The discussion was rounded out by a comment from the Eastern Europe Studies Centre board member and VU TSPMI lecturer Vytis Jurkonis, who noted that the contrasting of national security and human rights, forming an artificial choice between the two, is mistaken, as well as that it should not be Lithuania’s aim to depose the dictator instead of the Belarusians themselves, but instead for international legal norms to apply in Belarus and for real elections to be held there because this is what Belarusian society wants and it
The third panel on relations with China was moderated by the Eastern Europe Studies Centre’s senior policy analyst Vladimiras Laučius, hosting two members of parliament – Gintautas Paluckas of the Lithuanian Social Democratic Party and Matas Maldeikis of the Homeland Union – Lithuanian Christian Democrats.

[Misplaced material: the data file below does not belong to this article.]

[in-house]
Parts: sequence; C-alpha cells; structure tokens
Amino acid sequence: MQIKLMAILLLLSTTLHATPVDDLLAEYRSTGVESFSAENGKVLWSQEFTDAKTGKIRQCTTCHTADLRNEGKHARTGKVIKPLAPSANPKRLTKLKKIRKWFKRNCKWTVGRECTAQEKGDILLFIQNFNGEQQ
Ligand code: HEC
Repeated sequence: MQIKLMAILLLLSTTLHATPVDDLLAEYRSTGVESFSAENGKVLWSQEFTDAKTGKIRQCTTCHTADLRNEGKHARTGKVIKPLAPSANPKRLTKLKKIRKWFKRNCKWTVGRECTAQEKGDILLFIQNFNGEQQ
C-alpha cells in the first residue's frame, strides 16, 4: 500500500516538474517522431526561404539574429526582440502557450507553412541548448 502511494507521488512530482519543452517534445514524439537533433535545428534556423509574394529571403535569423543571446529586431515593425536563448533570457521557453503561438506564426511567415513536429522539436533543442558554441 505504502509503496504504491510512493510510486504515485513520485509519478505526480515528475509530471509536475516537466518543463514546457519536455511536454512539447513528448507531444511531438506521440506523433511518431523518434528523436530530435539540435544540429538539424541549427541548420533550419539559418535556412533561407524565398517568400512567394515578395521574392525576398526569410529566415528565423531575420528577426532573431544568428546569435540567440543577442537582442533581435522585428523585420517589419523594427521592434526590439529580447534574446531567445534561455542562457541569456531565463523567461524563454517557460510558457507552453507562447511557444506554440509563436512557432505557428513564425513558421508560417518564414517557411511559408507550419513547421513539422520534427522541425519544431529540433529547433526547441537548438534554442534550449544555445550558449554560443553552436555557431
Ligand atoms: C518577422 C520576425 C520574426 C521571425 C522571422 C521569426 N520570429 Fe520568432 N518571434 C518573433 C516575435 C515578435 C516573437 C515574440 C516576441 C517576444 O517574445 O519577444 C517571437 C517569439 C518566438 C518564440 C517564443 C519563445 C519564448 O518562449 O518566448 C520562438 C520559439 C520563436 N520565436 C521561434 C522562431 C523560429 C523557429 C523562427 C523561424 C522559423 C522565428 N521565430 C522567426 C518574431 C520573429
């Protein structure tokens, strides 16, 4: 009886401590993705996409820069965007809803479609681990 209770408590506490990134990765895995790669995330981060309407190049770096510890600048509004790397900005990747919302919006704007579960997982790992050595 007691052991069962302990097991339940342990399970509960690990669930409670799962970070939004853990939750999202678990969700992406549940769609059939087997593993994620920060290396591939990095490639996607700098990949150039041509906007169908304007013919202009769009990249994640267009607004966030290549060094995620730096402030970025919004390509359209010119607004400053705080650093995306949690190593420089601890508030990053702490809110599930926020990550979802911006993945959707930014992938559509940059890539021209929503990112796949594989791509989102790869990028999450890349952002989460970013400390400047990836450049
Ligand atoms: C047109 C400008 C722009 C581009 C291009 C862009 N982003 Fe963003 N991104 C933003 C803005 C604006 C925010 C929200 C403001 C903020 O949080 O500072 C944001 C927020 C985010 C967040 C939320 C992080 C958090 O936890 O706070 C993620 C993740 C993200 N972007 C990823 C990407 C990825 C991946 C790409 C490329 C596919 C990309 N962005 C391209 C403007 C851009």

Mr Paluckas stated that Lithuania’s current foreign policy is notable for not pursuing consensus in parliament. He also noted that Lithuania pushed itself into the choice between Taiwan and China because it would have been possible to maintain relations with both countries. According to him, instead of isolating China, it should be included, softening its reactions. The Social Democrat member of parliament stated that he is surprised by the current new Cold War rhetoric, which imagines tensions as something that needs to be deepened. Mr Maldeikis responded that, first of all, China itself is rapidly changing, having grown rapidly since joining international trade in 1972, but no longer able to grow at its previous pace, which puts strain on the social contract between Chinese society and the Chinese Communist Party, which is the main reason behind China’s shift towards authoritarianism. In this context, all Western countries are changing their perspective on China and Lithuania simply was one of the first. Taiwan is the world’s reflection on this shift in China.